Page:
Liberal Christians try to Nuance Abortion
By Rachel Lu
It’s understandable that some would want to bury these stark realities in comfortable layers of nuance.
Planned Parenthood has been exposed to the American public as a monstrous organization that egregiously trespasses on human rights. Videos released by the Center for Medical Progress (CMP) show Planned Parenthood officials negotiating prices for fetal organs, and discussing the means by which they cover up their illegal activities. We actually see small body parts “prepared for procurement,” and CMP investigator David Daleiden claims that further footage (whose release has been blocked by a temporary court injunction) reveals that StemExpress, Planned Parenthood’s organ-purchasing partner, sometimes receives intact, already-born infants to be used for research.
It’s an ugly picture. In the wake of all this horror, we’ve heard some of the usual waffling from Christians with liberal political instincts. They wish to regard themselves as conscientious and humane, but they aren’t eager to be identified with the pro-life movement. Writing at Patheos, Ellen Painter Dollar ruminated for awhile on the mixed motivations of Planned Parenthood workers. (She’s upset that pro-life condemnations of Planned Parenthood are “dehumanizing” to personal friends who work there.) On social media, Rachel Held Evans agonized in characteristic fashion over her “classic stuck-in-the-middle” dilemma: she values the unborn, but aren’t pro-lifers awfully obtuse about contraceptives, social programs, abstinence education and so forth?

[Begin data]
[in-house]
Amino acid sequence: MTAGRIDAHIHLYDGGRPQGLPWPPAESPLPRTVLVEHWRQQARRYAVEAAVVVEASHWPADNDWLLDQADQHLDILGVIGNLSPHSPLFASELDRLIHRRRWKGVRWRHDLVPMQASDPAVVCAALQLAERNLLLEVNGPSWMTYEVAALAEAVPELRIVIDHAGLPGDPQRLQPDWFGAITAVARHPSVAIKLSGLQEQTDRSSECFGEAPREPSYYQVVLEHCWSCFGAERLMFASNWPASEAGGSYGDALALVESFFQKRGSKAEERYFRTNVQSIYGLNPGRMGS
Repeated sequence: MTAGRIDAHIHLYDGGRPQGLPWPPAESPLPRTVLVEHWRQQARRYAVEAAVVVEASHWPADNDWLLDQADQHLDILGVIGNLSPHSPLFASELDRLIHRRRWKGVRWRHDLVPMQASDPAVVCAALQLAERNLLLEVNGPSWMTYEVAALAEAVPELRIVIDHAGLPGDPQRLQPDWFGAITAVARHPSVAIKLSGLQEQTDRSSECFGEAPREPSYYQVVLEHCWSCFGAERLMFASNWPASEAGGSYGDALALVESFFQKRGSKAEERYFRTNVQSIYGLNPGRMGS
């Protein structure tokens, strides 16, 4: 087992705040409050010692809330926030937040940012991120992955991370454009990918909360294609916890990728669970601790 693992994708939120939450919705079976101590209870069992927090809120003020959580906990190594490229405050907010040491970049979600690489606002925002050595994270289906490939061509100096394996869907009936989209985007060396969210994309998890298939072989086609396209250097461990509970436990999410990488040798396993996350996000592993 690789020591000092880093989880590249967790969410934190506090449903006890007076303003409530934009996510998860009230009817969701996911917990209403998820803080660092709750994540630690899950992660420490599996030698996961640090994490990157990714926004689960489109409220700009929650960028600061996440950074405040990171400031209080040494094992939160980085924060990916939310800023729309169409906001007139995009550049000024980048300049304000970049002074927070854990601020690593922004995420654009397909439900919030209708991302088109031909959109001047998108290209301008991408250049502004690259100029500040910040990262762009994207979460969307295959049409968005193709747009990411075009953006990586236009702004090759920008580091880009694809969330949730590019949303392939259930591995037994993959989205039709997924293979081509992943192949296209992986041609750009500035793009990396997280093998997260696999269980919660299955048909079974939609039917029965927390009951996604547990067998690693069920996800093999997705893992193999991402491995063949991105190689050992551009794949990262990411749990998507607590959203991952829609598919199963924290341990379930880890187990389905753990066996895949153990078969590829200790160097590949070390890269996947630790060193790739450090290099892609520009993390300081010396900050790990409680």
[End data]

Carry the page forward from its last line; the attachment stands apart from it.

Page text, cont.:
The refrain is a familiar one. Liberal Catholics played it ad nauseum in the lead-up to the 2008 election. Instead of banning abortion, shouldn’t we do the things that “really help” to reduce the need? Like sterilizing people (temporarily or permanently), so that they can have empty sex to their hearts’ content? Or rescuing them from poverty, so that they feel equal to childrearing?
It’s a beguiling line of argument because so often, this kind of reasoning is absolutely correct. In a conversation about taxes, health care, poverty relief, guns, immigration, crime control or a spectacular array of foreign policy concerns, I would happily agree that prudential reasoning is invaluable. Moral concerns are certainly relevant, but we should not allow cogent reasoning to be swamped by torrents of untrained moral outrage. Our policies should reflect a sober appreciation of real-world circumstances.
Abortion is different. It is not first and foremost a policy issue. Here, the moral problem stands in the foreground, and the prudential calculations properly recede. That is partly, of course, because the immediate and direct ramifications are so grave. Literally thousands of lives hang in the balance. This has been America’s most polarizing moral issue for four decades because it puts flesh (literally) on one of our society’s deepest moral problems.
We find ourselves presented with The Unexpected Child. He is a precious human being, made in God’s own image, designed to reason and to love. He is also a tremendous burden. All children are a tremendous burden. The great good of his life can thus be realized only if someone shoulders that momentous weight.
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